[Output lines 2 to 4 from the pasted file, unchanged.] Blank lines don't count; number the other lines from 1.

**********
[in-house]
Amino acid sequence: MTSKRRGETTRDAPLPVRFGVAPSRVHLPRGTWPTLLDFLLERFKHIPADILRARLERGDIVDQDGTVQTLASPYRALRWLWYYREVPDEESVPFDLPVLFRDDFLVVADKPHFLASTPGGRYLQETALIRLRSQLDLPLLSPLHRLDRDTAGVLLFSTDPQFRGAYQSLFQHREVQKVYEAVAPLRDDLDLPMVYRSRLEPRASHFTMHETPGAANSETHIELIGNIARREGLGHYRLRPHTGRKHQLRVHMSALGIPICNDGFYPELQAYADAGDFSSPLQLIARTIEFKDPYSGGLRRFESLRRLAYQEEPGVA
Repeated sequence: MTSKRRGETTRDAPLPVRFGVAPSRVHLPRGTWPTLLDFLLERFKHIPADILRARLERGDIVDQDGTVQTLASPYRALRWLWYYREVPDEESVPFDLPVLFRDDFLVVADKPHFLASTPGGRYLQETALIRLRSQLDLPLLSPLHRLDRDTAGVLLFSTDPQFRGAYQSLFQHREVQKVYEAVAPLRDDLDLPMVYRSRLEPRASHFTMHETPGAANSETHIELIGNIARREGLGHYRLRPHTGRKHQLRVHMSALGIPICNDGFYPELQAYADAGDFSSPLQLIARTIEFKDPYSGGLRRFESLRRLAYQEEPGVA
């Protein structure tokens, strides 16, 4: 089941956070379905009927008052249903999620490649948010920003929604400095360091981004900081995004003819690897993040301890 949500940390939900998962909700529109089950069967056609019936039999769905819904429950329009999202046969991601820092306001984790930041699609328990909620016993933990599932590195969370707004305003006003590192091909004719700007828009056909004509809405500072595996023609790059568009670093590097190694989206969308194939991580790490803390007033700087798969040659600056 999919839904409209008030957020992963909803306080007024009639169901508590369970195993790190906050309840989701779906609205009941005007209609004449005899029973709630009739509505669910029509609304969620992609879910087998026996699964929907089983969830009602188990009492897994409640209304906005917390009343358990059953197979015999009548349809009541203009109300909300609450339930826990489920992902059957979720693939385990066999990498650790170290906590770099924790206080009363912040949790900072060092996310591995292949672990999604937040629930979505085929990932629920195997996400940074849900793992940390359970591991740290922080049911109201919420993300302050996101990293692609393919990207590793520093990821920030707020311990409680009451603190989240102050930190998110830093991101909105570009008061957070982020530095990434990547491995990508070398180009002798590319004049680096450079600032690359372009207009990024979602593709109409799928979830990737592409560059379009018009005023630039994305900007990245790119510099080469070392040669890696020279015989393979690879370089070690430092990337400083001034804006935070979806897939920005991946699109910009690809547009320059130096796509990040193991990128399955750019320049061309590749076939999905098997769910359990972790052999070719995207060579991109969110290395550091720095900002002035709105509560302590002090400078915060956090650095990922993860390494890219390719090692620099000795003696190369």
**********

Amino acid sequence: MTSKRRGETTRDAPLPVRFGVAPSRVHLPRGTWPTLLDFLLERFKHIPADILRARLERGDIVDQDGTVQTLASPYRALRWLWYYREVPDEESVPFDLPVLFRDDFLVVADKPHFLASTPGGRYLQETALIRLRSQLDLPLLSPLHRLDRDTAGVLLFSTDPQFRGAYQSLFQHREVQKVYEAVAPLRDDLDLPMVYRSRLEPRASHFTMHETPGAANSETHIELIGNIARREGLGHYRLRPHTGRKHQLRVHMSALGIPICNDGFYPELQAYADAGDFSSPLQLIARTIEFKDPYSGGLRRFESLRRLAYQEEPGVA
Repeated sequence: MTSKRRGETTRDAPLPVRFGVAPSRVHLPRGTWPTLLDFLLERFKHIPADILRARLERGDIVDQDGTVQTLASPYRALRWLWYYREVPDEESVPFDLPVLFRDDFLVVADKPHFLASTPGGRYLQETALIRLRSQLDLPLLSPLHRLDRDTAGVLLFSTDPQFRGAYQSLFQHREVQKVYEAVAPLRDDLDLPMVYRSRLEPRASHFTMHETPGAANSETHIELIGNIARREGLGHYRLRPHTGRKHQLRVHMSALGIPICNDGFYPELQAYADAGDFSSPLQLIARTIEFKDPYSGGLRRFESLRRLAYQEEPGVA
């Protein structure tokens, strides 16, 4: 089941956070379905009927008052249903999620490649948010920003929604400095360091981004900081995004003819690897993040301890 949500940390939900998962909700529109089950069967056609019936039999769905819904429950329009999202046969991601820092306001984790930041699609328990909620016993933990599932590195969370707004305003006003590192091909004719700007828009056909004509809405500072595996023609790059568009670093590097190694989206969308194939991580790490803390007033700087798969040659600056 999919839904409209008030957020992963909803306080007024009639169901508590369970195993790190906050309840989701779906609205009941005007209609004449005899029973709630009739509505669910029509609304969620992609879910087998026996699964929907089983969830009602188990009492897994409640209304906005917390009343358990059953197979015999009548349809009541203009109300909300609450339930826990489920992902059957979720693939385990066999990498650790170290906590770099924790206080009363912040949790900072060092996310591995292949672990999604937040629930979505085929990932629920195997996400940074849900793992940390359970591991740290922080049911109201919420993300302050996101990293692609393919990207590793520093990821920030707020311990409680009451603190989240102050930190998110830093991101909105570009008061957070982020530095990434990547491995990508070398180009002798590319004049680096450079600032690359372009207009990024979602593709109409799928979830990737592409560059379009018009005023630039994305900007990245790119510099080469070392040669890696020279015989393979690879370089070690430092990337400083001034804006935070979806897939920005991946699109910009690809547009320059130096796509990040193991990128399955750019320049061309590749076939999905098997769910359990972790052999070719995207060579991109969110290395550091720095900002002035709105509560302590002090400078915060956090650095990922993860390494890219390719090692620099000795003696190369």